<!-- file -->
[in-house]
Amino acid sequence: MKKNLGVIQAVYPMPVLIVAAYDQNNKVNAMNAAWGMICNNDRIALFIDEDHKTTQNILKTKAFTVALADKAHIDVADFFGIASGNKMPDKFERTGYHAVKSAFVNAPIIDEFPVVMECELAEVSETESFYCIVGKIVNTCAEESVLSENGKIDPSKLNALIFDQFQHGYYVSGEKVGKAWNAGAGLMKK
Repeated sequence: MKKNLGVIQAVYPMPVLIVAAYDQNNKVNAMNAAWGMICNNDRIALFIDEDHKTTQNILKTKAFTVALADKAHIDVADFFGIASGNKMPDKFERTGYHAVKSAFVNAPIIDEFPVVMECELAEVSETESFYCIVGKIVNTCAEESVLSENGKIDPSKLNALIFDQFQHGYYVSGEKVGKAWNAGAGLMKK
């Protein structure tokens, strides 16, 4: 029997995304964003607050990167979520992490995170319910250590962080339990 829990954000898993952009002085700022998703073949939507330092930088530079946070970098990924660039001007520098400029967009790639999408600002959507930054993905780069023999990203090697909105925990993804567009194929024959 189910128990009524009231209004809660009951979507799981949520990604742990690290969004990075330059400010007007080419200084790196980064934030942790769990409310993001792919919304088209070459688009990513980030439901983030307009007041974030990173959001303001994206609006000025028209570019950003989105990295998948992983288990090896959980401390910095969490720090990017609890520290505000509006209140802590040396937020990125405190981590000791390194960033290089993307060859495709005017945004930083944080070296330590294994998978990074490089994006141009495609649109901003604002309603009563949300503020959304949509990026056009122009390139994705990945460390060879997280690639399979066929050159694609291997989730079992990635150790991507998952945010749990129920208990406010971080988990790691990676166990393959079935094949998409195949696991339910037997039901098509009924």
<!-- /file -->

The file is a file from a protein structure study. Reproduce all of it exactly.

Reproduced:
[in-house]
Amino acid sequence: MKKNLGVIQAVYPMPVLIVAAYDQNNKVNAMNAAWGMICNNDRIALFIDEDHKTTQNILKTKAFTVALADKAHIDVADFFGIASGNKMPDKFERTGYHAVKSAFVNAPIIDEFPVVMECELAEVSETESFYCIVGKIVNTCAEESVLSENGKIDPSKLNALIFDQFQHGYYVSGEKVGKAWNAGAGLMKK
Repeated sequence: MKKNLGVIQAVYPMPVLIVAAYDQNNKVNAMNAAWGMICNNDRIALFIDEDHKTTQNILKTKAFTVALADKAHIDVADFFGIASGNKMPDKFERTGYHAVKSAFVNAPIIDEFPVVMECELAEVSETESFYCIVGKIVNTCAEESVLSENGKIDPSKLNALIFDQFQHGYYVSGEKVGKAWNAGAGLMKK
């Protein structure tokens, strides 16, 4: 029997995304964003607050990167979520992490995170319910250590962080339990 829990954000898993952009002085700022998703073949939507330092930088530079946070970098990924660039001007520098400029967009790639999408600002959507930054993905780069023999990203090697909105925990993804567009194929024959 189910128990009524009231209004809660009951979507799981949520990604742990690290969004990075330059400010007007080419200084790196980064934030942790769990409310993001792919919304088209070459688009990513980030439901983030307009007041974030990173959001303001994206609006000025028209570019950003989105990295998948992983288990090896959980401390910095969490720090990017609890520290505000509006209140802590040396937020990125405190981590000791390194960033290089993307060859495709005017945004930083944080070296330590294994998978990074490089994006141009495609649109901003604002309603009563949300503020959304949509990026056009122009390139994705990945460390060879997280690639399979066929050159694609291997989730079992990635150790991507998952945010749990129920208990406010971080988990790691990676166990393959079935094949998409195949696991339910037997039901098509009924």